As of 1 July, there are just under 18,000 participants using this card. To outline some of its basic features for those who might be listening who don't know enough about it: it's a Visa debit card that's issued by a payments company—

Well, with Indue, whom you put in place to control the BasicsCard, so you might want to get your researchers to look at that. The L-plate assistant minister should get her staff looking at that to help her Prime Minister in question time, who made a fool of himself. It reduces the amount of cash that can be withdrawn to use for illicit purposes, such as alcohol and drugs. Cardholders can use the card at any physical and online store that accepts Visa—it's user-friendly—and 80 per cent of the recipient's welfare payment is quarantined onto the card. Mr Deputy Speaker, you might ask where the 80 per cent came from. The 80 per cent was initially the recommendation of Indigenous groups. That was where the 80 per cent came from. This CDC has had a long history, but that is where it commenced. The 80 per cent quarantine amount came from those Indigenous groups. The remaining 20 per cent of the recipient's social security payments are transferred into the recipient's bank account and can be withdrawn and used without restriction.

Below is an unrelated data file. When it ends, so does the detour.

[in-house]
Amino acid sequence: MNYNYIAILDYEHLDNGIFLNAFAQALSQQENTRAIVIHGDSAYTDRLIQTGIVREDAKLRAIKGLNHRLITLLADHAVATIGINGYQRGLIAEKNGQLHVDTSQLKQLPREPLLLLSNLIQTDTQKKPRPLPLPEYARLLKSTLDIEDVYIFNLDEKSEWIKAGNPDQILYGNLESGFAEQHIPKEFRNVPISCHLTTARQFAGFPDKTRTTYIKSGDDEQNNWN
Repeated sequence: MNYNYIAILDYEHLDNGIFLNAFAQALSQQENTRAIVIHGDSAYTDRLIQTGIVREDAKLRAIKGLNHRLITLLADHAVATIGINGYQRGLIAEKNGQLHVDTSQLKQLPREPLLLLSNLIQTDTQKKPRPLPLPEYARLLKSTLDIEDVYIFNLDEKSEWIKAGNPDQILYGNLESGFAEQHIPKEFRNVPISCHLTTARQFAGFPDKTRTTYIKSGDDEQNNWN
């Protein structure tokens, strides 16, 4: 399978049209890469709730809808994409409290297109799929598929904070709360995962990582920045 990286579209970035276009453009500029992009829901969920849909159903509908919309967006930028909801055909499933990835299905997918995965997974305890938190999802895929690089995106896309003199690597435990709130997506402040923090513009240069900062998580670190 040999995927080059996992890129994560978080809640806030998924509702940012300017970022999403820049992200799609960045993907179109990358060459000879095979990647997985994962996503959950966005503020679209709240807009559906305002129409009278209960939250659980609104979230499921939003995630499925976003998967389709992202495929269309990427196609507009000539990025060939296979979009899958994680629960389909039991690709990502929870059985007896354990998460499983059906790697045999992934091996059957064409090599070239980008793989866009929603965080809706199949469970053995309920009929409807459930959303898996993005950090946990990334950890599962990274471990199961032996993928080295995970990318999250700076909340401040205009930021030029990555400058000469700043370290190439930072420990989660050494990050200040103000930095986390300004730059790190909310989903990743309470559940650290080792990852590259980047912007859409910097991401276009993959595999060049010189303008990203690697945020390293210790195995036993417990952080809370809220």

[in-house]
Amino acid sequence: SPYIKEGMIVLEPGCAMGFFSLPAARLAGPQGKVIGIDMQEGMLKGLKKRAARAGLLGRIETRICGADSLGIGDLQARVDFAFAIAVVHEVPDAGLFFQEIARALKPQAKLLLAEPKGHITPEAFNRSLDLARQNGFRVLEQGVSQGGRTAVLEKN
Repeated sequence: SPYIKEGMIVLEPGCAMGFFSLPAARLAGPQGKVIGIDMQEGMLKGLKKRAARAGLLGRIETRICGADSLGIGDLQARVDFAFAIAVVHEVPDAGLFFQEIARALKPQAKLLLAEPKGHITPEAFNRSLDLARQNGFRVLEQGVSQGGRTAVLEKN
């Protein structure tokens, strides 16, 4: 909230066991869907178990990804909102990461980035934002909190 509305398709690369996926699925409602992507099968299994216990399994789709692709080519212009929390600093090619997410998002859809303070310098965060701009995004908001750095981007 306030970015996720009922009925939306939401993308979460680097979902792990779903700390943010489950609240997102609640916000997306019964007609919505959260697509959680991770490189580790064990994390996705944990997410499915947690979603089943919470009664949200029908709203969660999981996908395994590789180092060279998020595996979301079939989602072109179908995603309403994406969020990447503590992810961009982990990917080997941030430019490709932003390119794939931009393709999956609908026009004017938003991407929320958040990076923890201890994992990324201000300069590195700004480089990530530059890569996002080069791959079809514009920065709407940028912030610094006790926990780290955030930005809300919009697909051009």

It's been operating since 15 March 2016 in the east Kimberley of Western Australia; from 26 April in the Goldfields in WA; from 26 March 2018 in Bundaberg; and in Hervey Bay since 29 January 2019. It was part of a suite of measures to provide support to these communities, not only removing the scourge of drug and alcohol-affected violence in these communities but also adding a $30 million jobs fund, a Job-ready initiative and $50 million for drug and alcohol residential rehabilitation facilities. This led to the WA police commissioner, Col Blanch, saying at the time:

It gives opportunity for the more senior people in families and the Elders and some of the Aboriginal communities to use the money on food for the kids and other things …

It just seems to settle the community down and gives them better opportunity to spend their money on priority needs.

In reflecting on, again, the people who will suffer—

Photo of Sharon ClaydonSharon Claydon (Newcastle, Australian Labor Party) Share this | | Hansard source

The debate is interrupted in accordance with standing order 43. The debate may be resumed at a later hour.